Chabukauri is located to the west of Nekresi monastery and lies in the modern territory of that foundation. As at Dolochopi, the large three-church basilica found on the site was once the centre of a substantial settlement that has since been overtaken by forest, although in this case the growth is not as dense as it is in Dolochopi. Also as at Dolochopi, there are various phases to the building. In this case the large church is believed to date to the fourth to fifth centuries and, after the main church was damaged in an earthquake, part of the north-eastern sector of the building was adapted to become the south aisle of a new, smaller building. This smaller church was constructed with two distinctive horseshoe-shaped apses, the larger of which had a synthronon - as at the main church in nearby Dolochopi. Also as at Dolochopi there are medieval kist burials scattered across the site. Finally to the north west of the main church there is a small apses structure, believed to date to the fourth century, that boasts a high quality terracotta tiled floor, suggesting that this too could have been an early church. The main building was roofed by timber beams and terracotta tiles held in place with nails and ante fixes as at Dolochopi and here there was evidence that the walls of the structure were once plastered and painted red.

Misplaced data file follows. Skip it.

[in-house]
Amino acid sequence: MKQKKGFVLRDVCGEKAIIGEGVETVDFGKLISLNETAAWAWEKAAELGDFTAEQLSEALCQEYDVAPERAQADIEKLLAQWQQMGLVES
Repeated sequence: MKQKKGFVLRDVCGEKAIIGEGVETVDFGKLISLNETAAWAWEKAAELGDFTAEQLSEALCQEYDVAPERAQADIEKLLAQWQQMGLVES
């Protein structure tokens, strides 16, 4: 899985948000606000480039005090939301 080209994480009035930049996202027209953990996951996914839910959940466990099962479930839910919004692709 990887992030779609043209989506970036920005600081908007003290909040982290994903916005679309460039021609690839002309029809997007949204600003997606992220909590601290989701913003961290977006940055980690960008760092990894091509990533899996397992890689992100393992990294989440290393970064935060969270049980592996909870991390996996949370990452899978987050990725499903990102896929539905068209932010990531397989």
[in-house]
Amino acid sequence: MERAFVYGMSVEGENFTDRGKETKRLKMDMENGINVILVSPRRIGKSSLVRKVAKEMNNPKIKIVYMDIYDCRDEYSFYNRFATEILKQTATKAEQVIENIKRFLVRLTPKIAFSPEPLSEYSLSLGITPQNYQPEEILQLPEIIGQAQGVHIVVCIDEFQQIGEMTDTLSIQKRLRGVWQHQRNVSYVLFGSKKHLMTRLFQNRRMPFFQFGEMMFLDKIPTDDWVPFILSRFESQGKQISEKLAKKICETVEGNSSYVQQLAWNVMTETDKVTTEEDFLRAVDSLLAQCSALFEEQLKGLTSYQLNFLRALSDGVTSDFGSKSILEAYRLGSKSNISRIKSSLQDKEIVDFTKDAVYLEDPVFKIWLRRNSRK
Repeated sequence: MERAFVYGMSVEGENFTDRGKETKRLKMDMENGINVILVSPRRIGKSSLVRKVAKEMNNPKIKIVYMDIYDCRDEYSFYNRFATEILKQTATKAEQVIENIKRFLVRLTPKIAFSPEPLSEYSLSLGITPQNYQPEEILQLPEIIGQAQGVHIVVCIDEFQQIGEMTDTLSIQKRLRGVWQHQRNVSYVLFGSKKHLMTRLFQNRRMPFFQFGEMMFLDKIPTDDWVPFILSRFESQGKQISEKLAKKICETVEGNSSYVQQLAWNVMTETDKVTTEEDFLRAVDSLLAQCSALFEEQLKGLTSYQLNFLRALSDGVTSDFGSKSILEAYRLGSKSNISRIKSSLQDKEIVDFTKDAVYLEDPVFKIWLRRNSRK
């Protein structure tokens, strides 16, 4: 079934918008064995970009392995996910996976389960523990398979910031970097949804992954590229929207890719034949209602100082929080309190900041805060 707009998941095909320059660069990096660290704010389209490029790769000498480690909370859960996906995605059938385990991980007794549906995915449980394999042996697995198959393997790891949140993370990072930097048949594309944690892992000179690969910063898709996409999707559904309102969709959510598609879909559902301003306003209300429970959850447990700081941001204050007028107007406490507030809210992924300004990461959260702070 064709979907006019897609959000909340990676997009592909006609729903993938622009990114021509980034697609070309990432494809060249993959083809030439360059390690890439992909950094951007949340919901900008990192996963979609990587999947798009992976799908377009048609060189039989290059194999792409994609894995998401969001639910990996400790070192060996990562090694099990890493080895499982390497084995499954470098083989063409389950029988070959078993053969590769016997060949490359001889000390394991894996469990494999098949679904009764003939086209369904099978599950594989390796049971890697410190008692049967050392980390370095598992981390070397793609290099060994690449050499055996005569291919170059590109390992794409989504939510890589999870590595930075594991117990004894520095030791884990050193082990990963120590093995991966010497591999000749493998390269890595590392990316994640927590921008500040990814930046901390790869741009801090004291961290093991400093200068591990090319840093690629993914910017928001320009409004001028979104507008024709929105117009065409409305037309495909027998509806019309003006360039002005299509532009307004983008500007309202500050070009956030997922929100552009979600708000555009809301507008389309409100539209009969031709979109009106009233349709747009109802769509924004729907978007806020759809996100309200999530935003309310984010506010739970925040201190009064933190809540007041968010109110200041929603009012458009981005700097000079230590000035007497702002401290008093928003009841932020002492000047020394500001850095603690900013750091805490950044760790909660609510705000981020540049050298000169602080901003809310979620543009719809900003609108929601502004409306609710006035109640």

Type: Archaeological Excavation
Tags: Archaeological Excavation, Archaeology, Architecture, Basilica, C4th, C4th-C5th, Chabukauri, Church, Dolochopi, Georgia, Kakheti, Nekresi, Synthronon, Triple Basilica
Excavations at Dolochopi, across the river from the modern town of Kvareli have revealed a large "three-church basilica" that is believed to date to the mid fifth century. The site stands in the centre of what was once a substantial settlement, which appears to have declined steadily after earthquakes and attacks by the Arabs and other invaders, fading into obscurity and being overtaken by the forest by the late middle ages. The basilica is built over an earlier church and, although it declined for the reasons outlined above, the nave and immediate vicinity of the church remained in use for burials. In particular the north-eastern corner of the church which was adapted in the eighth to ninth centuries as a mortuary chapel and seems to have been utilised until at least the twelfth of thirteenth centuries. The church was roofed by wooden beams supporting terracotta tiles that were held in place with iron nails and antefixes - a typically Byzantine design, as were the lighting fixtures discovered at the site. In many other respects, including in the numismatic finds, the complex looks east to the Persian Empire, but the overwhelming evidence suggests that the church is an early example of Georgian vernacular ecclesiastical architecture. One element that stands out is the inclusion of a synthronon, an element of ecclesiastical furnishing hitherto unknown in Georgia except at the nearby archaeological site of Chabukauri.
Type: Archaeological Excavation
Tags: Archaeological Excavation, Archaeology, Architecture, Basilica, C12th, C5th, C8th-C9th, Chabukauri, Dolochopi, Georgia, Kakheti, Kvareli, Synthronon, Triple Basilica